Drew here, back for another guest edit. I hope you’re staying safe and making the best of this strange time.
Architecture & Urbanism.
- Derek Thompson surveys the pandemic’s implications for the future of urban retail, identifying a variety of forces that will homogenize the public environment: More e-commerce and food delivery, the increasing dominance of corporate chains, and even potential immigration restrictions. “The American cities waiting on the other side of this crisis will not be the same. They will be ‘safer’ in almost every respect—healthier, blander, and more boring, with fewer tourists, less exciting food, and a desiccated nightlife.”
- Anna Wiener’s reflection on San Francisco’s Salesforce Park after its 2019 reopening, as the spatial nexus of contemporary (pre-pandemic) Bay Area urbanism: “vertical, expansive, ecologically minded, expensive, sponsored, and surveilled.”
- An eloquent argument for the importance of building things in the physical world and why doing so is unavoidably political.
- As Southern California faces a glut of unused vehicles that continue arriving at its ports despite plummeting new car sales and rentals, the excess inventory has filled the region’s large parking lots, especially at sports stadiums. Aerial photos of the lots create the illusion that major events are still happening, but it’s just automobile storage.
- Lockdown has turned the nation’s highways into speedways. Citations for driving more than 100 miles per hour doubled in California during the first month of quarantine, suggesting that a broad decline in traffic may have encouraged those still driving to increase their speed (although increased traffic enforcement does not necessarily indicate a corresponding increase in the behavior itself). Another side effect of less travel is that traffic reporters have nothing to talk about. “One of the most exciting moments for Mike Inouye, of KNTV...was when he got to alert viewers to the report of a wooden pallet on a near-empty freeway.”
Energy & Climate.
- A thread listing real-time indicators of oil demand, ranging from Apple’s Mobility Trend Reports to NASA’s daily snapshots of NO2 emissions to TSA passenger screenings (this doc at the end of the thread compiles all of the resources).
- An old interview with Will Wright, the creator of SimCity, in which he describes a never-released SimRefinery game he helped prototype for Chevron. “It wasn't so much for the engineers as it was for the accountants and managers who walked through this refinery every day and didn't know what these pipes were carrying.” You can read a more thorough description of SimRefinery here, and that post’s author has also tracked down a floppy disk containing the game.
Distribution & Logistics.
- Sudden pandemic-driven shifts in behavior patterns are causing confusion in AI models, disrupting predictive algorithms for e-commerce inventory management as well as ad targeting and streaming entertainment recommendations—and affirming humans’ complementary role in those systems. “Many of these problems with models arise because more businesses are buying machine-learning systems but lack the in-house know-how needed to maintain them. Retraining a model can require expert human intervention.”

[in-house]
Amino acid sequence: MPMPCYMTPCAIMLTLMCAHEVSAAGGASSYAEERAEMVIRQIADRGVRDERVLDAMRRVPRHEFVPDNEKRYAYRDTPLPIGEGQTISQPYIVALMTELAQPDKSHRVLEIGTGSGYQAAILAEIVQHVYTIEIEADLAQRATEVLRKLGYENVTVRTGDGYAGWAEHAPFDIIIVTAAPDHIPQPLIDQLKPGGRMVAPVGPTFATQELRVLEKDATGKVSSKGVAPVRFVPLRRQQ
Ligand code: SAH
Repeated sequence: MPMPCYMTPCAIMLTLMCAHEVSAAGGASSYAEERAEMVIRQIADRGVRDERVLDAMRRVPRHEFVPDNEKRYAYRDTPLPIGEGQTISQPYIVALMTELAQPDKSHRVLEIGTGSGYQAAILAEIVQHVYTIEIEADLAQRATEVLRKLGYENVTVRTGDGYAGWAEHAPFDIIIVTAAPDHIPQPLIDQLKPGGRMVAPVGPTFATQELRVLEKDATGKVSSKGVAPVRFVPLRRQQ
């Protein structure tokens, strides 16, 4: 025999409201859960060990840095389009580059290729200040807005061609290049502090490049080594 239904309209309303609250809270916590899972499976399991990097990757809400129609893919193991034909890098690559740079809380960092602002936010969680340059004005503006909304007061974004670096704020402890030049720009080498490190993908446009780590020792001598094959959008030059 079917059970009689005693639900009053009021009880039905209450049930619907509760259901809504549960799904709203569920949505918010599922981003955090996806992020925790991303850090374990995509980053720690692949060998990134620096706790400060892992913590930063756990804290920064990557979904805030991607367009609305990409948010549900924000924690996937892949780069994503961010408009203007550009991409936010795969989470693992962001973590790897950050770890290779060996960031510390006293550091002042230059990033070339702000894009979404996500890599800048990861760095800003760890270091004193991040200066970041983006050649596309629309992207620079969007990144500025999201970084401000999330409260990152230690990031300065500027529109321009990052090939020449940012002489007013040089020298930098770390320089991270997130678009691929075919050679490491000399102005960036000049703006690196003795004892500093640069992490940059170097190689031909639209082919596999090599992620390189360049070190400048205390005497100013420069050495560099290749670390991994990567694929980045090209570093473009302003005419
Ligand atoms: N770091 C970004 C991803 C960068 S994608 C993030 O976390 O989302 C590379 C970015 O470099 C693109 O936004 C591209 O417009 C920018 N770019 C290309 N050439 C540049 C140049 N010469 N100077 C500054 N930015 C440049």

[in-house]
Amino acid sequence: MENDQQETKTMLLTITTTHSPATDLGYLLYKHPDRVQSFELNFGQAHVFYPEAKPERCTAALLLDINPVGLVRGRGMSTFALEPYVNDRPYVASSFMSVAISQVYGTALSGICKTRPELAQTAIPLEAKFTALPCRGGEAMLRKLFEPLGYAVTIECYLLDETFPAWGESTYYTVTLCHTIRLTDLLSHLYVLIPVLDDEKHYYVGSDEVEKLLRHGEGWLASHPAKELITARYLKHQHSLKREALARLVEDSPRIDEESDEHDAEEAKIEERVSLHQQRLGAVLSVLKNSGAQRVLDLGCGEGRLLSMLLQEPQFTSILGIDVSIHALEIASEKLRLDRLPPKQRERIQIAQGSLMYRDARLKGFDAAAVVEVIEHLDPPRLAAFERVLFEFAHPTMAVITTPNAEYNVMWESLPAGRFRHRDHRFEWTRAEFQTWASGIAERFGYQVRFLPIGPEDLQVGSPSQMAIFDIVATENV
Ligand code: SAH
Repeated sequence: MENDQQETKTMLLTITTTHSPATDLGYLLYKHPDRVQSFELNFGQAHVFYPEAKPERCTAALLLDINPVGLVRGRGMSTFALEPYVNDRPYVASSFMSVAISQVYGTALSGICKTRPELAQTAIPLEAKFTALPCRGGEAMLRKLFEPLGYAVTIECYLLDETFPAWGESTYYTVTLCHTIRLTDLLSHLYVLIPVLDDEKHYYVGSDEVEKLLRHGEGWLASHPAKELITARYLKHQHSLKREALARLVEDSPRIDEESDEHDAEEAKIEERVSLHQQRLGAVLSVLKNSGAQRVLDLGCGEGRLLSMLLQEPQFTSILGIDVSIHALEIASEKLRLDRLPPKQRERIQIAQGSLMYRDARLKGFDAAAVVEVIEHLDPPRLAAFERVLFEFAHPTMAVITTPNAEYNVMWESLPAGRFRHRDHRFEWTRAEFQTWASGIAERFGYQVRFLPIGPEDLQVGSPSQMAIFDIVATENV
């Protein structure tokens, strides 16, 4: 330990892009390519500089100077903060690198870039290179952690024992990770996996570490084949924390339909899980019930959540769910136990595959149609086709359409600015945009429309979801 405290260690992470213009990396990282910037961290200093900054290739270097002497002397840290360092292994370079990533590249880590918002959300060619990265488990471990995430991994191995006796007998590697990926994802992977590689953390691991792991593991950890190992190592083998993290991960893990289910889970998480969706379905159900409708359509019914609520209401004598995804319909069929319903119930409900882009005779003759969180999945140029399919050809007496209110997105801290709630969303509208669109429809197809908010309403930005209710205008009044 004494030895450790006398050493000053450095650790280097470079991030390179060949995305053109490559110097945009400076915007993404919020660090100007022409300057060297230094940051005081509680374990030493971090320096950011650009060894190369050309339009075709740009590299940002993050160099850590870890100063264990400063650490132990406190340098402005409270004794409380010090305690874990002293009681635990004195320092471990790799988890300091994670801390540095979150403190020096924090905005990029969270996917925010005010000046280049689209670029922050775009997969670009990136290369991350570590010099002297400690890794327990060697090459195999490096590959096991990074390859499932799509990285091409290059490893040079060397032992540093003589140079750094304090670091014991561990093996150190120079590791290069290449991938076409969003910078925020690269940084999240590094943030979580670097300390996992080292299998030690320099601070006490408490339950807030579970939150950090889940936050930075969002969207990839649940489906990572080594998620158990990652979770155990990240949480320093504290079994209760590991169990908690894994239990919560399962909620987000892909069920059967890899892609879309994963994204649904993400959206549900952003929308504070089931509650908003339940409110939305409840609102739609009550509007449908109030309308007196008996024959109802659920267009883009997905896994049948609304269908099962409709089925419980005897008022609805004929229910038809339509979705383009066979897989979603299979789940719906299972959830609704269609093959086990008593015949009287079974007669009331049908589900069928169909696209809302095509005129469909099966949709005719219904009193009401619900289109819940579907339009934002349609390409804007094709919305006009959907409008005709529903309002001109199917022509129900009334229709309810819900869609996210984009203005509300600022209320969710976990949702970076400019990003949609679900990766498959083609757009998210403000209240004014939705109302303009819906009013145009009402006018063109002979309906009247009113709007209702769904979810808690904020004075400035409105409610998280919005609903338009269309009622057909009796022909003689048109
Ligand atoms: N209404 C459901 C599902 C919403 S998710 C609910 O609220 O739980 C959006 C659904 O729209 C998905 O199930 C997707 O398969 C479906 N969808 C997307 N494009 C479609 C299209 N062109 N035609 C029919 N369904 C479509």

- Pizza arbitrage becomes possible when third-party delivery apps like Doordash price certain items below the prices charged by the restaurants themselves. “Third-party delivery platforms, as they’ve been built, just seem like the wrong model, but instead of testing, failing, and evolving, they’ve been subsidized into market dominance.” Josh Barro expands on these platforms’ shortcomings, suggesting that their core problem is their failure to improve workers’ productivity, and this comment on the original post (apparently by the former head of innovation at GrubHub) compares the business model to that of payday lenders. See also: GrubHub’s practice of hijacking restaurants’ phone numbers and charging them fees for incoming calls.
- A virtual exhibit from the Center for Land Use Interpretation on the Minor Outlying Islands, the uninhabited fringes of the U.S. territory where “human visitation is restricted or banned outright.” Many of the islands have played significant roles throughout history, particularly as sites of military activity and bird guano mining.
- How to draw the coronavirus. Depicting the invisible is an art as well as a science. “The CDC illustration is both yarn-like and sinister, which is an interesting combination, but I wanted something crisper with a bright red that almost vibrates onscreen.”
- The mascot of Gunkanjima, an abandoned Japanese mining island, is a lump of coal with a row of derelict buildings as a hat (the Twitter account is worth a follow for many more depictions of equally colorful Japanese mascots).